If you've ever thought about adopting a child, you've probably already asked yourself some very important questions: Are you ready to devote your life to another person? What kind of parent will you be? Once you decide to make the commitment, many more questions are bound to follow.
The process for adopting infants in America can be bewildering (you can expect the paperwork to weigh more than the child), and adopting an older child opens up a whole different set of uncertainties. Before you start down the road to adoption, you should learn everything you can about the process. Here's a look at some commonly asked questions about adopting in America.
How do I go about adopting an infant?
Infants are a precious commodity. Nobody knows the exact numbers, but the demand for healthy babies far exceeds the supply, says Mady Prowler, assistant director of communications for the National Adoption Center.
The best way to start is to do some research. Go to adoptive parent support groups at local churches and community centers. Join online groups that host message boards on adoption or visit the Web site of the Child Welfare Information Gateway. Check out books and magazines in your public library. Ask for brochures on adoption. Many agencies will send background material for free.
When you do make a decision, there are two basic approaches: You can go through a private adoption agency or try to find a birth mother on your own. Most people prefer to work with agencies. For one thing, independent adoptions are illegal in some states. Also, agencies offer a little more security. Reputable agencies are usually licensed and are accountable to state agencies. Although many people have successfully bypassed agencies to adopt babies directly from birth mothers, in some cases people pursuing independent or Internet adoptions have paid thousands of dollars to a birth mother who later decides to keep her baby -- and the money.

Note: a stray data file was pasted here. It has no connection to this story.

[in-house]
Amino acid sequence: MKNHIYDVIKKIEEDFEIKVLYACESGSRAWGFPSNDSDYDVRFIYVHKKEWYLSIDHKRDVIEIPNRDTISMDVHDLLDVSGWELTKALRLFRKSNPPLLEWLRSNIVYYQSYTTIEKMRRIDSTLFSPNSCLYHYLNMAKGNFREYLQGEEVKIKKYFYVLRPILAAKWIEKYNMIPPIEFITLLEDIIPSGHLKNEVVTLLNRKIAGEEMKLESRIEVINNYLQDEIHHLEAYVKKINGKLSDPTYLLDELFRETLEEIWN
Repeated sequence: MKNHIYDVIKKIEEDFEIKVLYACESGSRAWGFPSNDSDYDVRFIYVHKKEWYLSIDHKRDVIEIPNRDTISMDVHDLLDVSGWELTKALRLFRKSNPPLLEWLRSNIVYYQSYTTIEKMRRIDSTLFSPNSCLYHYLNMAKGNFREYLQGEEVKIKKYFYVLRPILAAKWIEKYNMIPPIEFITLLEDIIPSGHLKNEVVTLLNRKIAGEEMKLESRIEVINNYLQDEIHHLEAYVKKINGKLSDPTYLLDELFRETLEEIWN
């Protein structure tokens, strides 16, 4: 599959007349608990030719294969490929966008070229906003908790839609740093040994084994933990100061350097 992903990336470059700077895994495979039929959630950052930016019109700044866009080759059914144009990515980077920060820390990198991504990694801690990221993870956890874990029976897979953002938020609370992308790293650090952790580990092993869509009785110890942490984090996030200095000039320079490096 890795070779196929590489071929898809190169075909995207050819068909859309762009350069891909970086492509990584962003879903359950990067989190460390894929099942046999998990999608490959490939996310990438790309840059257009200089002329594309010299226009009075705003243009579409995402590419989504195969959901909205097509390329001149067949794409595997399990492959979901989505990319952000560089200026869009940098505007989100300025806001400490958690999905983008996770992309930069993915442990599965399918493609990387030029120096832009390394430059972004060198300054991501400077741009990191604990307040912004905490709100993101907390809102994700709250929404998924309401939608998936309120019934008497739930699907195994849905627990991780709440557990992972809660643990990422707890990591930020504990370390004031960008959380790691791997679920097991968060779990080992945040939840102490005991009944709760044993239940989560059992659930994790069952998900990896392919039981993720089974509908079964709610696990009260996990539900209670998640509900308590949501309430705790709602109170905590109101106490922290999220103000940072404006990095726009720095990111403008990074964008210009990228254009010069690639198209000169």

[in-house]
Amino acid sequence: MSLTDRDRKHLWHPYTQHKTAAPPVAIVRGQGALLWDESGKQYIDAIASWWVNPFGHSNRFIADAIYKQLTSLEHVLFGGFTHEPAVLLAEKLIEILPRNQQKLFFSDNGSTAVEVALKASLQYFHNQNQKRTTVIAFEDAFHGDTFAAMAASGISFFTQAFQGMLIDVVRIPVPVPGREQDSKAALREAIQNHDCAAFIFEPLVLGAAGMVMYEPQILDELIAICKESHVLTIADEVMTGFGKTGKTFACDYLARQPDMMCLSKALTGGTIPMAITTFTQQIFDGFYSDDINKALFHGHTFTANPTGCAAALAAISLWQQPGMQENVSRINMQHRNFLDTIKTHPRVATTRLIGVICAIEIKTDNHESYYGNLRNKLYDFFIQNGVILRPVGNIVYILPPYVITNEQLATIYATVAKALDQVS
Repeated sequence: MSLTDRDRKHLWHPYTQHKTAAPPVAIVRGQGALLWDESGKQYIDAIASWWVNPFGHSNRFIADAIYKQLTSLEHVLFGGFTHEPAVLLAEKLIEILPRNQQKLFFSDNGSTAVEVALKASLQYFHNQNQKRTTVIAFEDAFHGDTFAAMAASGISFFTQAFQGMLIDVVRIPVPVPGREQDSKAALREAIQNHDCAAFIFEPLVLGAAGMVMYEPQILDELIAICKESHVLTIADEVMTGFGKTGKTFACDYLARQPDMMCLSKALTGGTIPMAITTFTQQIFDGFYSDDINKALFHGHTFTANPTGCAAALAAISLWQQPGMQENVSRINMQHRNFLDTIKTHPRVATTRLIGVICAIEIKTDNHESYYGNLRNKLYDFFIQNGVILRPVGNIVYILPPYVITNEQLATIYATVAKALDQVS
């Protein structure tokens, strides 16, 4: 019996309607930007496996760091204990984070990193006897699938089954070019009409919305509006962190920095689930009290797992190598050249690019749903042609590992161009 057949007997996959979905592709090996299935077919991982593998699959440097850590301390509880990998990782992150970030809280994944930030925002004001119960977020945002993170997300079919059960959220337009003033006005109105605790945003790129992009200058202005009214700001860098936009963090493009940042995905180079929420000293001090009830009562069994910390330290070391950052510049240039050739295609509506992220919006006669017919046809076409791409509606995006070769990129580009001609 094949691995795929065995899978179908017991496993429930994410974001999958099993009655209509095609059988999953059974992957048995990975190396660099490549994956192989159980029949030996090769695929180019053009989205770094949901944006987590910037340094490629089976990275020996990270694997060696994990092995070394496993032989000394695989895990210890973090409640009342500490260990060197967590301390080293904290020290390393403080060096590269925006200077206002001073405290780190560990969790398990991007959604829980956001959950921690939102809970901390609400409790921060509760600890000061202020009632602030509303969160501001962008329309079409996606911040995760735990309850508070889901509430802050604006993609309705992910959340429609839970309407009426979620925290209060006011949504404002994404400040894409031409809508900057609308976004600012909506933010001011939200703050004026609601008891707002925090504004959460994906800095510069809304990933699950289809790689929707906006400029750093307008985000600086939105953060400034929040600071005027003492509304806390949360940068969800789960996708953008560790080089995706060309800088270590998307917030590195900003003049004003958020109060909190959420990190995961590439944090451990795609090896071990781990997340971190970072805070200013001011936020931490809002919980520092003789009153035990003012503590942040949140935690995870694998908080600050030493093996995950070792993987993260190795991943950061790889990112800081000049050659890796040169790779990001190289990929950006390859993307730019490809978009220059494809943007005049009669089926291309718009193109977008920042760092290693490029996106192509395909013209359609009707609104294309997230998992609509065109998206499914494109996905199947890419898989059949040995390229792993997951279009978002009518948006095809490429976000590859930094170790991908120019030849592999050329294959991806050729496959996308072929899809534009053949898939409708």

If you decide to try an independent adoption, you should start by hiring an adoption attorney. Adoption laws vary widely from state to state, and you'll need someone to steer you through the maze. For starters, your attorney can show you the legal way to find potential birth mothers. In some states you can place ads in the newspaper or on the Internet. Another option is to send all of your information to a crisis pregnancy center or local obstetrician. Once a potential mother is found, your attorney can help you make the final arrangements.
A good place to find an adoption attorney is through the American Academy of Adoption Attorneys. When interviewing attorneys, ask yourself these questions: Is the attorney able to answer your questions? Does the attorney convey your needs to the birth parents, and are you aware of theirs? Can the attorney be reached after hours if you have a question? Do you know what the costs are upfront? No matter which you choose, ask any agencies or attorneys you contact for references. Then follow up and call them.
How should I choose an adoption agency?
You can find an agency by looking in the phone book or checking out the directory from the Child Welfare Information Gateway at http://www.childwelfare.gov. Be sure to shop around. You can check with other adoptive parents to see if complaints have been filed with a particular agency. Although most adoption agencies are dedicated to building families, a few have had a history of complaints and even fraud.
You should generally stick with agencies that are licensed by the state. Before you sign anything, check the agency's record with authorities in charge of licensing. You should also contact a state adoption specialist, the state attorney general's office, and the local Better Business Bureau.
Questions to ask the agencies include how much counseling they give the birth parents, whether they allow you to meet them, how much the fees are, and whether they can be paid in installments. Be wary of agencies that require all fees to be paid upfront.
How do I find older children to adopt?
There's no shortage of older children available for adoption. According to the US Department of Health and Human Services, more than a hundred thousand kids are waiting for the right family to come along. These kids are in the foster care system because their birth parents couldn't or wouldn't give them the care they needed.
To learn about adoptable kids near you, contact your local Department of Social Services or Department of Public Welfare. You can also find children on the National Adoption Center Web site (http://www.adopt.org).
Don't older children usually have behavior problems or health issues?
It's true that many children in the "system" face significant obstacles. Many have been neglected, abused, or abandoned by their birth parents, and their lives may not have drastically improved when they became wards of the state. For these kids, adoption is often the last, best hope. "A lot of these kids are very resilient, and they will do very well in a secure, loving home," Prowler says.